Same-sex marriage has been defeated each time it’s appeared on a state ballot, but two polls released this weekend indicated that the LGBT community’s long-awaited electoral breakthrough may come in Maine and Minnesota on Tuesday.
A poll from Democratic-leaning Public Policy Polling released late Saturday shows 52 percent of likely Minnesota voters oppose a proposed constitutional amendment to recognize marriage between a man and woman as the only valid union in the state. Forty-five percent support the amendment. PPP’s previous Minnesota survey conducted in early-October showed a decidedly tighter race.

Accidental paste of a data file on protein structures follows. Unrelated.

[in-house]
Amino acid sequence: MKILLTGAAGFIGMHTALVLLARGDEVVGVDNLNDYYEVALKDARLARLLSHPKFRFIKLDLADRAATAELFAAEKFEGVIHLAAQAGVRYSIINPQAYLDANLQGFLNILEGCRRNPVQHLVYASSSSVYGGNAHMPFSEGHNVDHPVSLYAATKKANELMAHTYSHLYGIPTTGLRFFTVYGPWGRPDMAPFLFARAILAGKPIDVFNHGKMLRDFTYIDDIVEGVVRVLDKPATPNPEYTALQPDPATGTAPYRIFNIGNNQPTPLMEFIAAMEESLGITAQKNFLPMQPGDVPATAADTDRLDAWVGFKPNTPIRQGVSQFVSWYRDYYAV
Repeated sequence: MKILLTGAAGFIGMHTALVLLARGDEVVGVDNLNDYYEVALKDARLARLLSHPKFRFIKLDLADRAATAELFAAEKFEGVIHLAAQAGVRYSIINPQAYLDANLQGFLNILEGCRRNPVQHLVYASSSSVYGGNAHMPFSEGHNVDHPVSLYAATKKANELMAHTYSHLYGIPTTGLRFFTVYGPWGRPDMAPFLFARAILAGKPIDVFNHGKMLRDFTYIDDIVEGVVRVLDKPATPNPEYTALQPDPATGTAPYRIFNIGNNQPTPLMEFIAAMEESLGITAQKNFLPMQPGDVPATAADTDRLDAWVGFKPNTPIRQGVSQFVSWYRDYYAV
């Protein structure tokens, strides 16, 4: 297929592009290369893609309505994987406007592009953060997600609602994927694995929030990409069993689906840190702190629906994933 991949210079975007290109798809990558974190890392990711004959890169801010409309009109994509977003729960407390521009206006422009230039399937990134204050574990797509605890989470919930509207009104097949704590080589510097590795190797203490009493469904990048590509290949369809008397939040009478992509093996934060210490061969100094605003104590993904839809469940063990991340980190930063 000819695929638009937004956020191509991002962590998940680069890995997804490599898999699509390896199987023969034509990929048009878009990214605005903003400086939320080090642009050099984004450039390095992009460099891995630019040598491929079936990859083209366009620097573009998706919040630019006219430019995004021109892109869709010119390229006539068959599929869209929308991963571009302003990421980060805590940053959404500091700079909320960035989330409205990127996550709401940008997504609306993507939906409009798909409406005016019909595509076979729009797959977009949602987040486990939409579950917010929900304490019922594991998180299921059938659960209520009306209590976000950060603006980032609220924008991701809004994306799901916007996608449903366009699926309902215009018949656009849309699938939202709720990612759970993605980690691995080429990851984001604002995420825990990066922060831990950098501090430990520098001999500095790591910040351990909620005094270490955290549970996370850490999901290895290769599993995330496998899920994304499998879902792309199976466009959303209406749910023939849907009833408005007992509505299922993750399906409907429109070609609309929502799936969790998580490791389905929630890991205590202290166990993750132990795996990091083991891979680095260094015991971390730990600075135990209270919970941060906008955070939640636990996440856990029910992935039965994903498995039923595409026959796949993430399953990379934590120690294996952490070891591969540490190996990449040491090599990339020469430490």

In Maine, a survey from in-state pollster Critical Insights released Sunday shows 55 percent of likely voters support a referendum to provide legal recognition to same-sex marriage. Opposition to the measure has jumped 7 points to 42 percent since the previous Critical Insights poll in June, while support has remained largely static.
PPP’s survey was conducted Nov. 2-3 using automated interviews with 1,164 likely Minnesota voters with a margin of error of 2.9 percentage points. The Critical Insights poll was conducted on behalf of the Portland Press Herald and Maine Sunday Telegram on Oct. 30-31 using live phone interviews with 613 likely Maine voters. It has a margin of error of 4 percentage points.